If you plan to expand your drum kit, there are some accessories for you to consider. Even if expansion is not your thing, some extra accessories can help you play more conveniently and comfortably.
Although you can hear your playing by plugging in a headset, an amplifier and cables may also be needed if you plan to do a live performance where you can’t plug into the sound system directly.
The Donner DA-35 35 watt electronic drum amplifier is an innovative 35-watt amplifier. It has two signal input ports. It supports line input and microphone input. It is an ideal amplifier for use with computers, mobile phones or any other audio playback device, including your drum module! As you can see, in addition to AUX in, the DA-35 also supports Bluetooth wireless input, and the control knob on the amplifier panel can also be used to control wireless devices. The 2-inch tweeter and 8-inch woofer can play back sound with more detail and dynamics. Simply plug an MP3 player/ mobile phone/ laptop/ tablet into the auxiliary input or connect wirelessly through bluetooth to the DA-35, and you can hear the tracks and play along like you were a member of the band. Use the 1/8-inch headphone output jack for private practice. The enclosed design provides you with a heavy bass response, the edges are surrounded by hard materials to protect the amplifier from damage, and the rubber pad makes it safe and stable.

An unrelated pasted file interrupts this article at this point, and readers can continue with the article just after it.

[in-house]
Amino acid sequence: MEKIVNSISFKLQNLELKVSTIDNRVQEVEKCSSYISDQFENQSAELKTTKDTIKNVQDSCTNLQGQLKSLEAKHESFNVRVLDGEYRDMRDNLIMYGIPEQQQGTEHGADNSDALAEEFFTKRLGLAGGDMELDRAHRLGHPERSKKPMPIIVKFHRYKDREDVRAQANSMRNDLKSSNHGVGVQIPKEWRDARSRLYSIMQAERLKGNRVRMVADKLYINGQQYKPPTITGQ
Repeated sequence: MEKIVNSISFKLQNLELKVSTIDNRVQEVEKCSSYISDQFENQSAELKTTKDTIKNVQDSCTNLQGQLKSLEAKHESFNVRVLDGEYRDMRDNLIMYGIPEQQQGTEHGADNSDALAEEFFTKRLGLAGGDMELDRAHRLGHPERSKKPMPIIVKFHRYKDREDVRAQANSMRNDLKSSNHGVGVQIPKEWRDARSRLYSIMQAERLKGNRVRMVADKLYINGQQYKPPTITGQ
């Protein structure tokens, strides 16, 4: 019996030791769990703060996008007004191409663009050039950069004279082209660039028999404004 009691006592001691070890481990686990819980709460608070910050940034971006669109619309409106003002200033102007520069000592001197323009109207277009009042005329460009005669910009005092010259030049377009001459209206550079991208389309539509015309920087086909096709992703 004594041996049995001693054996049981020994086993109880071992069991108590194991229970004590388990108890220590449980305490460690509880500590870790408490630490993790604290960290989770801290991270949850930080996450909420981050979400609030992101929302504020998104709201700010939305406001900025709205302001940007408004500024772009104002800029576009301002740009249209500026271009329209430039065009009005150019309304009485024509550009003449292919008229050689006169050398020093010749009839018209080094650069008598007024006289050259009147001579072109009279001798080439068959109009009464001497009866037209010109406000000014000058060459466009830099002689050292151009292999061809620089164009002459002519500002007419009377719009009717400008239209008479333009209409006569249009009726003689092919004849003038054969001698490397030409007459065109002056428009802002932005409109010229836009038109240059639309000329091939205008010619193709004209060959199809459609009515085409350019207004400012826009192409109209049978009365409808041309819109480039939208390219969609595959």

Since a lot of drum kits do not come with a drum throne (drum bench) in the package, you might need to pick one up extra. Make sure it is one that suits a variety of playing heights and is comfortable for you to sit on.
Donner Drum Throne